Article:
Starring: Robert Downey Jr., Gwyneth Paltrow, Don Cheadle, Sir Ben Kingsley, Guy Pearce, Rebecca Hall
In some ways, this is the hardest review I have had to write for Adventure Amigos so far. On the one hand I had such a great time with this film, that all I want to do is pour hyperbole soup all over it and tell you spend your money as fast as you can to see it.
Sadly, however, being a reviewer for one of the fastest growing websites in the world (NB – I have not checked this statistic, but assume it to be true), I have certain responsibilities to you, dear reader. I have to ensure that not only do I speak with my non-shrapnel-threatened heart, but also with my non-billionaire-philanthropist-playboy-genius mind as well.
Now, I’m not going to do my usual routine by starting off telling you all about the premise. Let’s be honest, if you’re reading this you already have a fair idea of who our hero is, those who are important to him and what his motivations are.
Similarly, you have more than likely seen at least one trailer for this summer’s first real blockbuster, and have an idea of which villainous protagonists are coming for dinner.
So I’m just going to be blunt and tell you what I liked and what I didn’t like.
Firstly, in no particularly order, is the action. Inwardly, I have always been a bit critical of how small-scale the action sequences are in the first two films. Ok, Iron Man saves a few people in the Middle East, and yes, Stark Expo get’s attacked by a number of killer droids, but this is a comic book movie, one featuring a man in a flying suit no less, and I it all felt a little contained.
Possibly as a direct consequence of The Avengers, they had to up the ante a little with this instalment. Whilst we don’t reach the heights of Marvel’s flagship ensemble, we do however see a huge increase in the scale of action, in particular the scene where Iron Man saves several government officials who have been sucked out of Air Force One and the finale, this definitely feels more epic.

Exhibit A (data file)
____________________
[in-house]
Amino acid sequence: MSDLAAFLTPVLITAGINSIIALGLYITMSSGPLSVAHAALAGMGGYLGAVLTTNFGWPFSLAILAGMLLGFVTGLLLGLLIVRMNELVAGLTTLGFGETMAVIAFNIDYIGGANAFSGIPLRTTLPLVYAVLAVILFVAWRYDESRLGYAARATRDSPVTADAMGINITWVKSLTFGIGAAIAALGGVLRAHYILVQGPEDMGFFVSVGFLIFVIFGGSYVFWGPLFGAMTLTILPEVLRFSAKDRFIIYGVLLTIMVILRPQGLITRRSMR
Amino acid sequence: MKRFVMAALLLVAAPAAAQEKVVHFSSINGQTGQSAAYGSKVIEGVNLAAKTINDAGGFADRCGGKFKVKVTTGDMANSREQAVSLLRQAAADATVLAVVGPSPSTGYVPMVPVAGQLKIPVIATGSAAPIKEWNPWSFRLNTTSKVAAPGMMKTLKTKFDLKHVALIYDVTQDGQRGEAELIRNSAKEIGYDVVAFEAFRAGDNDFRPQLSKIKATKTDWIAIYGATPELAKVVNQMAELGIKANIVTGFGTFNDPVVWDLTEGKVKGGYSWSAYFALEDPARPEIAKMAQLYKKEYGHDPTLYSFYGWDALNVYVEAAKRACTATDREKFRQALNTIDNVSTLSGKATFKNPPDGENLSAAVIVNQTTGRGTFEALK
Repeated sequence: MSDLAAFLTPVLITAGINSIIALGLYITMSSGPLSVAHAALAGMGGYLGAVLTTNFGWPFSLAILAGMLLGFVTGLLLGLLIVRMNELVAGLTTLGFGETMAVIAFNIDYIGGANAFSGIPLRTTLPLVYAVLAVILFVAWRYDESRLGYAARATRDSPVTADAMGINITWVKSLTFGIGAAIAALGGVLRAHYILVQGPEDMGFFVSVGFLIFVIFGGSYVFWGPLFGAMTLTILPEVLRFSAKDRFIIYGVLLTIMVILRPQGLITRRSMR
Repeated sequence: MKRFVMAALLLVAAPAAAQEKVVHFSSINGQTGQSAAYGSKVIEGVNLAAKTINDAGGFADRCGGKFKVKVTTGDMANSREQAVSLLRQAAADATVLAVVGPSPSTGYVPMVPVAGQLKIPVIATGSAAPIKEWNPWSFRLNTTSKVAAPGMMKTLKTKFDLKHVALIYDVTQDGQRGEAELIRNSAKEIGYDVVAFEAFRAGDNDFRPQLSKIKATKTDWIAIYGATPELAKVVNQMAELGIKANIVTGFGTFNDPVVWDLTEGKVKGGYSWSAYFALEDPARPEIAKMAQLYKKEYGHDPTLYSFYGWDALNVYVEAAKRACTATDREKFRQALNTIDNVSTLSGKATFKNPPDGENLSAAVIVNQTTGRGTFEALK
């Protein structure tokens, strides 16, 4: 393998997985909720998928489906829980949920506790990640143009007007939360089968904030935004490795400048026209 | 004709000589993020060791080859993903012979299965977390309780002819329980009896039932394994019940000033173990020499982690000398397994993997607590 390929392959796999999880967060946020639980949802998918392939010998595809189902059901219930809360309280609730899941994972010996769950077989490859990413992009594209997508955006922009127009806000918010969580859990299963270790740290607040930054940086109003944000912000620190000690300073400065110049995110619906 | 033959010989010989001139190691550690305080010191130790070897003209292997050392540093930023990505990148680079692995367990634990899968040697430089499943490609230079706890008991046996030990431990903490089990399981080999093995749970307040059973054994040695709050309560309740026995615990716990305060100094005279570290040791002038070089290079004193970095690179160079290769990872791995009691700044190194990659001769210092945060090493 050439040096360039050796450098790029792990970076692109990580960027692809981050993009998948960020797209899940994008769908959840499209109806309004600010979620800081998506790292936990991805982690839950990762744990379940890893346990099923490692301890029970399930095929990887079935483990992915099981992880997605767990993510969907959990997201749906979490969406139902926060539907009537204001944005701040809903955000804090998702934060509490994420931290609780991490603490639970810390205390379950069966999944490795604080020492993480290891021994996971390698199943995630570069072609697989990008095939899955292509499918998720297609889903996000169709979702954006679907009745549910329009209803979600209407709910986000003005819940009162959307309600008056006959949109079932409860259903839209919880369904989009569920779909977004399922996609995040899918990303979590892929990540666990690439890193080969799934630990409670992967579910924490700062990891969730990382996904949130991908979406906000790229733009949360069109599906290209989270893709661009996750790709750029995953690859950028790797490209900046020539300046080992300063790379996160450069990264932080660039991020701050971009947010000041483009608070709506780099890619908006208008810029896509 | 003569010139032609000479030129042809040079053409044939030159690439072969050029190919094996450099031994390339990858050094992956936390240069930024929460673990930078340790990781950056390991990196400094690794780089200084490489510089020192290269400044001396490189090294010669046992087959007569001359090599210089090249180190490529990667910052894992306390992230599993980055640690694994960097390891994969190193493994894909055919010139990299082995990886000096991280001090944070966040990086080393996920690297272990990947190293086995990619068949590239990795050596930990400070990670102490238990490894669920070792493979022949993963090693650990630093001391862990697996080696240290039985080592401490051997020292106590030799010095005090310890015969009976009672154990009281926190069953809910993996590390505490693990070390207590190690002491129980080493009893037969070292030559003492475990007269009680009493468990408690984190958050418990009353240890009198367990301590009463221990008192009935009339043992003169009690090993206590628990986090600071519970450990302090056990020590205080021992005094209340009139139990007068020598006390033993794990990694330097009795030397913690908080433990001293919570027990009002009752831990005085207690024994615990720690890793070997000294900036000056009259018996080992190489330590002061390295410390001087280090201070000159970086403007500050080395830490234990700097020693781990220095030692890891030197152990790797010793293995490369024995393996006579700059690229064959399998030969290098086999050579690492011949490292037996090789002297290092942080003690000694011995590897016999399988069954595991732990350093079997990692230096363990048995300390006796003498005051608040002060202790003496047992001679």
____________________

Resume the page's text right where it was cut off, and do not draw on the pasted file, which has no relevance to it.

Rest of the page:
I also loved Shane Black’s directing and writing. I will always be thankful for Jon Favreau and his work on the first two films. Without him, there is a strong argument to suggest The Avengers wouldn’t have been made. That being said, I think Black has somehow improved upon Favreau’s work, which is no mean achievement for a third film in a series, which usually the worst.
His writing style dovetails perfectly with Robert Downey Jr’s acting, which we already knew from Kiss Kiss Bang Bang, and what you end up with is a Tony Stark performance which feels much more natural than the one we saw in the second film.
So much so that my first thought after the film was that this is what the second film should have been. Now don’t get me wrong, I enjoyed the second film very much and even on re-watching I still get a kick out of it, but Iron Man 3 has a darker tone, which is usually the staple for the middle films in a trilogy.
Not only that, but it’s a much more personal affair. One thing people wondered was why would Iron Man deal with things on his own, when he is now part of The Avengers group? Whilst this is still an Iron Man film, it is much more concerned with Tony Stark. We see his character have a hell of a time outside of the suit, which leads to some interesting character development. The first two films deal with Stark’s redemption and then his arrogance, but this is all about his insecurities. Given everything that he has and had in his life, it’s not something he deals with well.